Even if Nunberg is correct, and immigrants' continued use of their homeland languages does not represent a falure of immigrant communities to assimilate into American culture, it is significant to Huntington that the defenders of multilingualism behave as though it did. Writing about a 1989 case in Los Angeles, where a group of Asian businessmen successfully sued to overturn a city law requiring commercial signs to be at least partly in English, Huntington notes that the judge agreed with the plaintiffs on the grounds that foreign-language signage constituted "an expression of national origin, culture, and ethnicity". In choosing these terms, the judge is making a case that the immigrants ought to be able to behave as settlers, to use the terminology introduced in the previous section of this review. As Huntington further adduces, it's not only government that adopts this view; again citing Prof. Nunberg's Language article, he notes that both Univision and Hallmark opposed official English policies, on the grounds that both (Hallmark once owned a Spanish-language broadcast network) stood to lose customers if they adopted English in preference to Spanish. Both of these actions indicate a belief that marketing to immigrant communities would be complicated by not communicating to them in non-English languages, a position which is difficult to reconcile with the view that linguistic assimilation is inevitable.
Ultimately, Huntington's case on bilingualism hinges on a claim which always demands extraordinary proof -- "this time, it's different". Landfills across America are littered with 1998-9 publications declaring that the United States had entered a magical "new economy", free of boom and bust cycles, and that there would be no end to the expansion because the miracles of computing technology assured that this time would be different from all other economic expansions in history. 60% lower on the NASDAQ later, most investors recognize this thinking to be bunk. Similarly, Nunberg has a potent weapon which Huntington must overcome. Writing in The American Prospect, he comments:
A number of factors contribute to the accelerated pace of language shift among immigrants: the increased mobility, both social and geographical, of modern life; the ubiquity of English-language media; universal schooling; and the demands of the urban workplace. In the nineteenth century, by contrast, many immigrants could hold on to their native language for several generations at no great cost: some because they lived in isolated farming communities and required very little contact with English speakers, others because they lived in one of the many states or cities that provided public schooling in their native tongues. At the turn of the century, in fact, more than 6 percent of American schoolchildren were receiving most or all of their primary education in the German language alone—programs that were eliminated only around the time of the First World War.
All of this underscores the irony of the frequent claims that unlike earlier generations, modern immigrants are refusing to learn English—or that modern bilingual education is an "unprecedented" concession to immigrants who insist on maintaining their own language. In point of fact, there's a good chance that great-grandpa didn't work very hard to learn English, and a fair probability that his kids didn't, either.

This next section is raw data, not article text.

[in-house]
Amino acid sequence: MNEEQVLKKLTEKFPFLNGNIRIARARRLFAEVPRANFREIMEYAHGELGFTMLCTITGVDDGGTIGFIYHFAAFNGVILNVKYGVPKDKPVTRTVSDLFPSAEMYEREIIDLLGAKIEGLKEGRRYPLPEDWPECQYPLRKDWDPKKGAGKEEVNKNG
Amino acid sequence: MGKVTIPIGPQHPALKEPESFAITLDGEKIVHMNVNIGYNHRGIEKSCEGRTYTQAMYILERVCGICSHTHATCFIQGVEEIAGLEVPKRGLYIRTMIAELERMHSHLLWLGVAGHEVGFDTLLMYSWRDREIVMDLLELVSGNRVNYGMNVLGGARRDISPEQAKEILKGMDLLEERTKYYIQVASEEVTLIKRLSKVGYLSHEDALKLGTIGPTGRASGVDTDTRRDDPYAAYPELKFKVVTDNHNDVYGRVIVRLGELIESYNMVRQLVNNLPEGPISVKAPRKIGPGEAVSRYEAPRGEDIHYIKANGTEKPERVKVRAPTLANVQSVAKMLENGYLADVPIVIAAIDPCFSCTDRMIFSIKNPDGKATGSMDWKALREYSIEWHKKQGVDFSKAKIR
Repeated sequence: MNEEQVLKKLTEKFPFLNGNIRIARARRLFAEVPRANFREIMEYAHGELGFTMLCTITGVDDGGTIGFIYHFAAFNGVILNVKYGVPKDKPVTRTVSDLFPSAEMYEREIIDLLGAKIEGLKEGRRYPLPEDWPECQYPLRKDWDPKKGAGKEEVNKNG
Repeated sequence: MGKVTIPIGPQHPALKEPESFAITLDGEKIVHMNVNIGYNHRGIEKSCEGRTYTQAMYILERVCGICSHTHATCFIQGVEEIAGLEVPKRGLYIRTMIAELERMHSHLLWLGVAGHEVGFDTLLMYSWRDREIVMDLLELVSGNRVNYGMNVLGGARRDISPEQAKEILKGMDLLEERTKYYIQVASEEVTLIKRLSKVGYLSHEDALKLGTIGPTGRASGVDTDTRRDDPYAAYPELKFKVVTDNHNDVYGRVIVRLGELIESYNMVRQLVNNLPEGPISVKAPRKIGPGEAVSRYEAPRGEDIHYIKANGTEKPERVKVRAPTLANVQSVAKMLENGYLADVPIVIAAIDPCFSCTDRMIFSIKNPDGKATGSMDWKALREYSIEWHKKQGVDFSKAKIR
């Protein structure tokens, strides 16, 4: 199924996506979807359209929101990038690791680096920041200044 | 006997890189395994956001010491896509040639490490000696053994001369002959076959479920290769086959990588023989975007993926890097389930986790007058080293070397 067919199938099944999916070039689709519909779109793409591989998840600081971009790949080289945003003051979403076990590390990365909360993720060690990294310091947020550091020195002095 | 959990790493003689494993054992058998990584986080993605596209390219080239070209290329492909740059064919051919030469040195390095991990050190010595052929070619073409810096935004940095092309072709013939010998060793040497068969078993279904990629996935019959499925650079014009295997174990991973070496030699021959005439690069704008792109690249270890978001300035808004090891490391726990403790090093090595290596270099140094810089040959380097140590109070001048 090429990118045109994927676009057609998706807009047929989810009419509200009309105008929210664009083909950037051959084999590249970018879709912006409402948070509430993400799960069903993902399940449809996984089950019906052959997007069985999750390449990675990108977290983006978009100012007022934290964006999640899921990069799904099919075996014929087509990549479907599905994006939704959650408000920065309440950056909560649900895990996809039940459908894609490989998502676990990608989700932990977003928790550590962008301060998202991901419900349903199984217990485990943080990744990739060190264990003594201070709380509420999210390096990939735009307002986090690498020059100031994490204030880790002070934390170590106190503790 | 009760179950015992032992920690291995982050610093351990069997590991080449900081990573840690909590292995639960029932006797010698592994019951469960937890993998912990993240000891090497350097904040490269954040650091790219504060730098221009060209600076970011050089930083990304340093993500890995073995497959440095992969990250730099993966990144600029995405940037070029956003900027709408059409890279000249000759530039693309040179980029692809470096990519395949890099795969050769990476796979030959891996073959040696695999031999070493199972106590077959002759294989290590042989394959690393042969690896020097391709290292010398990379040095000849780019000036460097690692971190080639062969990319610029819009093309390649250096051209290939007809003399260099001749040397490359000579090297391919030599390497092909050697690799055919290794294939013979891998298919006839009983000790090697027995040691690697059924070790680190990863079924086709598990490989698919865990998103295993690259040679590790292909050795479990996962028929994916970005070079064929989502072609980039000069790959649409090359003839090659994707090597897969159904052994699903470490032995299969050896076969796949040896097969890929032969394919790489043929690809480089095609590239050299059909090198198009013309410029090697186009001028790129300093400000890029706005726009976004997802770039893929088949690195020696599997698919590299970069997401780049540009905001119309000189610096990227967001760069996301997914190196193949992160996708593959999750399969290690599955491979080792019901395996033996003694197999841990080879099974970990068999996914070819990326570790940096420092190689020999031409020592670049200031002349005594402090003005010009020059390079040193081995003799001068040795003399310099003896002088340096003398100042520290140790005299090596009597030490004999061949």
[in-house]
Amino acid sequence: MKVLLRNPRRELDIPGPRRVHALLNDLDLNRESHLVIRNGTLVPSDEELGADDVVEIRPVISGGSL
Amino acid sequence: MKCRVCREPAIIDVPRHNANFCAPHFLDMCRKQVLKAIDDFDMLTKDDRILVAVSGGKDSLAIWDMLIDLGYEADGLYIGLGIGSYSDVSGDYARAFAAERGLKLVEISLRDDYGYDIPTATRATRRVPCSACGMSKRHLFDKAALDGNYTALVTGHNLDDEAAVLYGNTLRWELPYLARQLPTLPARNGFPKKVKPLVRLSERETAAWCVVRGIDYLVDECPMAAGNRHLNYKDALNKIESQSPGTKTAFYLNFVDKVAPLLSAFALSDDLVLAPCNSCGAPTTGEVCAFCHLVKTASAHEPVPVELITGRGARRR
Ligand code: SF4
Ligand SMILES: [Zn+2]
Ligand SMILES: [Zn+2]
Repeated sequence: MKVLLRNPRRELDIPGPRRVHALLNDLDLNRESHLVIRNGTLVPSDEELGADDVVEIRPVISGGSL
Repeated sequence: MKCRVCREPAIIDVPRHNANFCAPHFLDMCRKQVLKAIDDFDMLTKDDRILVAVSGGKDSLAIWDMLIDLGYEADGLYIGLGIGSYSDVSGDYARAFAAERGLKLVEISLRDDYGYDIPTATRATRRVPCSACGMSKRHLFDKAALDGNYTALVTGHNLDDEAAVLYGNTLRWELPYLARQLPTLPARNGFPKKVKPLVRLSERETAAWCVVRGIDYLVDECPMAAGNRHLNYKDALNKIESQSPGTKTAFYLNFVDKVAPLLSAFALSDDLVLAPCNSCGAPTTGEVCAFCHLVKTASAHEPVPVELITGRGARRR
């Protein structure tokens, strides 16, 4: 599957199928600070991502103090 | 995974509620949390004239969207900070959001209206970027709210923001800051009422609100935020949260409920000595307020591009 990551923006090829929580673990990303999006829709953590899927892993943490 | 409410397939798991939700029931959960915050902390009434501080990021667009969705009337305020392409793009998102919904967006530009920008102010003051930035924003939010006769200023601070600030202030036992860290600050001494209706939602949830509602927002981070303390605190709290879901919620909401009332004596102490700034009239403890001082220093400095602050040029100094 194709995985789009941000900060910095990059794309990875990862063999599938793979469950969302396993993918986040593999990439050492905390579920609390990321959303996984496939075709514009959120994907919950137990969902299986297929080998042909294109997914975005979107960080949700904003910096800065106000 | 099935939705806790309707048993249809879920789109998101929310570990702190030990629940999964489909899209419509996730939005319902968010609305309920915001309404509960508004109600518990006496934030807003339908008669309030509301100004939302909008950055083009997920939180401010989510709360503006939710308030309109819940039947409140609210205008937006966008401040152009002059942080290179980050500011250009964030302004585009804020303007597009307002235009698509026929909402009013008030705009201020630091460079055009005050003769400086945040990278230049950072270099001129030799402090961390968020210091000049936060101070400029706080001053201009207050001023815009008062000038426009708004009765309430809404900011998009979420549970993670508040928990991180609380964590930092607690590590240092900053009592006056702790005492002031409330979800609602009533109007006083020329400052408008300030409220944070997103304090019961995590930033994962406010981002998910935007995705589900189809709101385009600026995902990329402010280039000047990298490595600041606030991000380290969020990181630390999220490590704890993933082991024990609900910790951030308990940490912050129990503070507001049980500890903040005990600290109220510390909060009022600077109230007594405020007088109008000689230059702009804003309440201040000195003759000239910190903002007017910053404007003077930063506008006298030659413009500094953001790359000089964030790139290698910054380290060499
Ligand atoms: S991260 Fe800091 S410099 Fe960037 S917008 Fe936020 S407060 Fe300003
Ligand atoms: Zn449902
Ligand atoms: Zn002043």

Huntington spends a considerable amount of time arguing that this time, immigration really is different. Looking at Mexican immigration patterns since 1975, Huntington identifies several features which are distinctly different from previous generations of immigrants: substantially higher proportions of illegal immigration than any other ethnic group, high regional concentration (most notably in the Southwest , Florida, and New York City), persistence (no significant closing of the borders has occurred in the past 30 years), and historical presence (unlike all other migrant groups, Mexicans have a plausible ownership claim to American territory grounded in historical facts), and finally, a government which encourages the mindset that emigrants are still Mexicans first and foremost. Huntington acknowledges the tendency of English to predominate in later generations, but argues that the other facts will combine to produce a situation where a Spanish-speaking community will gradually come to feel both alien from the American mainstream, and be both self-sufficient enough (and renewed by continuing migration) to be able to maintain such isolation indefinitely. It is probably 30-40 years too early to attempt to verify these claims empirically, but Huntington grounds his early pessimism in the significantly lower rates of naturalization for Mexicans than any other immigrant group, the low rates of intermarriage with the existing population for Hispanic immigrants generally compared to other immigrant groups (particularly Asians), and studies suggesting that the children of Latin American immigrants identify themselves most prominently as not being American.
Ultimately, then, the contest between the views of Geoff Nunberg and Samuel Huntington is a bet on whether or not historical trends will hold. Many of Huntington's concerns can plausibly be argued to be short-term effects; it does not help Huntington's case to note that German-American society formerly included an organization called the Bund, an organization more loyal to overtly hostile foreign powers than any of the Hispanic groups that he cites. With the distance afforded by history, we can clearly see that however dedicated any white supremacists may be today, their movement hardly represents anything like a "fifth column" of immigrant would-be Nazis holding out for an international Fourth Reich. In the optimistic view of Prof. Nunberg, the tide of history will sweep away any short-term concerns that some political activists, adopting an intemperate tone towards assimilation, might wish to avoid becoming Americans. In the pessimistic view of Prof. Huntington, the old results are predicated on old behavioral patterns, and modern immigration is adequately different that our policies must change in response or risk losing the society that we have.
These bets on the future correlate with different approaches to a variety of policies; foreign, educational, social, and even military. They also correlate with different ideas about what American identity ought to be. In the fourth and final part of this review, we'll discuss the policy prescriptions that follow from the ideologies of these scholars, and what their outcomes might mean for the American national ideology.